If you have access to a Hot swap setting in your BIOS your best bet would be
    to enable it for all your harddrives. Try disabling it also, if it's already enabled.

    - Overclocking & Temps
    You should restore your default values to see if there is any difference.
    Most of the time people forgot that they have overclocked
    or the values are too high and the hardware has to clock down automatically.
    Check the temperatures and clean your computer from dust, in- and outside.- Load Setup Defaults (BIOS)
    Only after you wrote down the actual values.
    So in case you can go back if something has gone wrong.


    - Installing Hyper-V
    According to some sources there is a possibility that installing Hyper-V can fix your freezing issues.
    It was a workaround for the Preview of Windows 8 a year ago and it still can fix your problem.
    As stupid as it sounds, try it out. You can select it in Windows-Features.
    The reasons for that? Tbh, i don't know.

    - Running cmd with Admin privileges (bcdedit)
    Type the following:
    bcdedit /set useplatformclock true
    (Reboot. Any difference?)
    bcdedit /set useplatformtick yes
    (Reboot. Any difference?)
    bcdedit /set useplatformclock false
    (Reboot. Any difference?)
    bcdedit /set useplatformtick no

    - LPM (Link Power Management)
    Google for "Disable LPM registry" and follow the instructions on one of the sites.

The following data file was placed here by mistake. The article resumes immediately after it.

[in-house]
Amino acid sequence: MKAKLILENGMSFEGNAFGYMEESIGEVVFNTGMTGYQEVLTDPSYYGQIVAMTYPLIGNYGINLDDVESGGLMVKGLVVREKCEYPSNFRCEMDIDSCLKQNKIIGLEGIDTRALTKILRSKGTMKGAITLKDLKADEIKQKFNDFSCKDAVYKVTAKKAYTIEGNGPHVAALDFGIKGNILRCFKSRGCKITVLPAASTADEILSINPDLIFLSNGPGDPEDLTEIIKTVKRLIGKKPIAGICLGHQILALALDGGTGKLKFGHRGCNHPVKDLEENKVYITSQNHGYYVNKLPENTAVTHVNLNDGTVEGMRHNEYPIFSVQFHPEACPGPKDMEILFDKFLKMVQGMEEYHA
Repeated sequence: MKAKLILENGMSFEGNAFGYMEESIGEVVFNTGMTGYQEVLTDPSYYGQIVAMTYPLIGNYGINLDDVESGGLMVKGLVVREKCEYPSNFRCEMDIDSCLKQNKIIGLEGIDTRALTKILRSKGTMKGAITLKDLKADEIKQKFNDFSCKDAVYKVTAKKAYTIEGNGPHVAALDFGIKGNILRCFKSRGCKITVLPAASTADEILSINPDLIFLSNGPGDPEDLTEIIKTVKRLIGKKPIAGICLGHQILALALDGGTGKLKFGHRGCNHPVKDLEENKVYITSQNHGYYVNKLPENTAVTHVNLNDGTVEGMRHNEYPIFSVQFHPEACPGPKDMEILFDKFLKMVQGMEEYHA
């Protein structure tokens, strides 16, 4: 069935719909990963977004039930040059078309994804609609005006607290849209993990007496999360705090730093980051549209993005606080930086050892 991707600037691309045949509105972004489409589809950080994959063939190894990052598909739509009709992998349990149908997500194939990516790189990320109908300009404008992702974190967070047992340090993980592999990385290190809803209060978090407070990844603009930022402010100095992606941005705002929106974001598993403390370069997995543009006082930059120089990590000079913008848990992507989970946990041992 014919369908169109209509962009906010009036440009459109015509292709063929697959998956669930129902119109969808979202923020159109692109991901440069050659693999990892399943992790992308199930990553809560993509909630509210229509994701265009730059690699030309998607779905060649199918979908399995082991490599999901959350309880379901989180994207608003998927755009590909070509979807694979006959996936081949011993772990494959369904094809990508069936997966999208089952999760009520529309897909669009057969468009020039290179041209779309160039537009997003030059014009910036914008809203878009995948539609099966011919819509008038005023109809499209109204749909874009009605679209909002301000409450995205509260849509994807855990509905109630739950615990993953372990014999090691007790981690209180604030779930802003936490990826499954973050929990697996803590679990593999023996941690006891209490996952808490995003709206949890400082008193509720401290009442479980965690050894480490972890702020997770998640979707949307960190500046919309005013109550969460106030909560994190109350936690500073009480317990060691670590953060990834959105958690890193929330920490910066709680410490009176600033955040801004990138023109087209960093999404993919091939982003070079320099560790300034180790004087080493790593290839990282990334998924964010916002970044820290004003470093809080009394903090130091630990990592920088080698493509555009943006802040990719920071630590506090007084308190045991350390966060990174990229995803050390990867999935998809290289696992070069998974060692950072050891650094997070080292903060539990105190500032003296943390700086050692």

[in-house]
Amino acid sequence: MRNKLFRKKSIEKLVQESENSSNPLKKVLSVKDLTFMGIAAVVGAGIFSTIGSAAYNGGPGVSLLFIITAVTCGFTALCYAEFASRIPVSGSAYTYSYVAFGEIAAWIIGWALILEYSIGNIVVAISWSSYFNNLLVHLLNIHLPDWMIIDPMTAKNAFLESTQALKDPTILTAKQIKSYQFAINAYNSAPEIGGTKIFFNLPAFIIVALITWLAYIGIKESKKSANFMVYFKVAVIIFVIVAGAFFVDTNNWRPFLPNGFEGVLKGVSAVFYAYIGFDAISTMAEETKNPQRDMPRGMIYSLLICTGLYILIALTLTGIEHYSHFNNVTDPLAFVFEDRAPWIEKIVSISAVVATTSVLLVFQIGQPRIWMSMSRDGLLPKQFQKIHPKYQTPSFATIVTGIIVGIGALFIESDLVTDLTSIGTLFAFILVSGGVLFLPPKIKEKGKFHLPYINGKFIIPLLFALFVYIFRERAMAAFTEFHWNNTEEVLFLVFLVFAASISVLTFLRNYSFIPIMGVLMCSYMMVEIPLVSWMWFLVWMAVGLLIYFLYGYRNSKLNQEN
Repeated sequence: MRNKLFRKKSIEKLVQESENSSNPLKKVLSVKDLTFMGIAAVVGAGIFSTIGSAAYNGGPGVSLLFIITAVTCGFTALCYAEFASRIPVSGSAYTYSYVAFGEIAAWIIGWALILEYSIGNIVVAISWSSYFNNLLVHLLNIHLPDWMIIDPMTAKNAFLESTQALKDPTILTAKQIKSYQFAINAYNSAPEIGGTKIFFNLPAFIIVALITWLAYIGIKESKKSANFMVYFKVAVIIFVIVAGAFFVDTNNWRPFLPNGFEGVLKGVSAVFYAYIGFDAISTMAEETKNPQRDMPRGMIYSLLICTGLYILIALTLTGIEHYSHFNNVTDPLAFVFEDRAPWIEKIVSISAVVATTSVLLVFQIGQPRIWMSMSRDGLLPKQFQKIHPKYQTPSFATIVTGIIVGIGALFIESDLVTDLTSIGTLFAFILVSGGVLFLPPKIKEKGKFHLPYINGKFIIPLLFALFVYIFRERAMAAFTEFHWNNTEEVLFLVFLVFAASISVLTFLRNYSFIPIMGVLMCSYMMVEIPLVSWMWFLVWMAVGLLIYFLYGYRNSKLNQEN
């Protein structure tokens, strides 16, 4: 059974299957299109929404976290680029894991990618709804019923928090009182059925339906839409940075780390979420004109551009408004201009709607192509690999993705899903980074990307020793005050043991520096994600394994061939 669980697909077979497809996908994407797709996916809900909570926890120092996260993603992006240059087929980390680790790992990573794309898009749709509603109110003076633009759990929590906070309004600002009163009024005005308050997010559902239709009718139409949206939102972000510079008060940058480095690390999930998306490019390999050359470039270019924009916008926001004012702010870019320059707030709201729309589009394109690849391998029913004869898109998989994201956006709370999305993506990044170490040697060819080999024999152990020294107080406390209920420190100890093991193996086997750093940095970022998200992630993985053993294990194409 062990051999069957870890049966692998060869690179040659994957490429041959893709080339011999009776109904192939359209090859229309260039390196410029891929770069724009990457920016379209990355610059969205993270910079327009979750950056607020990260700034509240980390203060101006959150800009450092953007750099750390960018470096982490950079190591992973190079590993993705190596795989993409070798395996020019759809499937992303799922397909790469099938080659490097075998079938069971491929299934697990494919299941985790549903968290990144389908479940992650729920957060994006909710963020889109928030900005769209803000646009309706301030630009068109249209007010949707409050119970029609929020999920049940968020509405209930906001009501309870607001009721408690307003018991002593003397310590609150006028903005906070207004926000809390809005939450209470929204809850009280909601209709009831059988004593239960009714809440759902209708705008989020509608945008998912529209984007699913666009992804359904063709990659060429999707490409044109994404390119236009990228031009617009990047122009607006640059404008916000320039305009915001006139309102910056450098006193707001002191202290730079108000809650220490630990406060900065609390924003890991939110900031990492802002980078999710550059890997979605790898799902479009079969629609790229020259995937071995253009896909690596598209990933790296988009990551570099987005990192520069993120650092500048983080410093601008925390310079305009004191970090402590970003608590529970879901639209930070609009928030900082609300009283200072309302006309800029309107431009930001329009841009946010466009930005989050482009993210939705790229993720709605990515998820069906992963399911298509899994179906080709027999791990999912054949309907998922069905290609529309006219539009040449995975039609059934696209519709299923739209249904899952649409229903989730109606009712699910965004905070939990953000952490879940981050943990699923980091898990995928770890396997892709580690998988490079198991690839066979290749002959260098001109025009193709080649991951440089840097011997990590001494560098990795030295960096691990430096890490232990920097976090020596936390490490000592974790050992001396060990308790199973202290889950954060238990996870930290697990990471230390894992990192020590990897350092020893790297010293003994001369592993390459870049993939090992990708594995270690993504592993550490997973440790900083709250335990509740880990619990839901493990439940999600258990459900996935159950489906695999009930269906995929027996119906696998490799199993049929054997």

Reboot after that. It's mostly a fix for SSD drives but even if you're using a HDD it won't hurt and can help.

    - High Performance Mode
    Switch to High Performance in your Power Options.
    It will also disable Core-Parking which can also lead to problems.

    - Disable Windows Defender
    And use a free scanner like Avast.

    - Registry Values
    (Find them with regedit)



    [HKEY_LOCAL_MACHINE\SYSTEM\CurrentControlSet\Control\Session Manager\I/O System]


    - Disable System Restore on all drives.

    - Disable Indexing by pressing Windows Key+E on your keyboard, right-click on your harddrives, Properties and untick "Allow files to on this drive to have contents indexed ..."
    After that, go to your Control Panel and type in the search field "Indexing" so that you can choose what folders Windows should be indexing. Disable them all, but Start menu, which you cannot disable, but that's fine. Just disable the others. You can also disable Windows Search by typing in services.msc, but you aren't able to use the Search within windows anymore. It's stuck together with the Indexing.

    - Get your pagefile a fixed size. e.g. Min. 1024MB, Max. 1024MB.
    Do this only if you know what you're doing or if this doesn't help, change it back
    to the old values. Don't disable the pagefile, it can lead to problems in a lot of applications.

    - Disable IPv6 - Google for that if you want.

    If there are any questions, feel free to ask.
    I hope this will help. In case you had success
    i would like to hear about it. Even if not. :)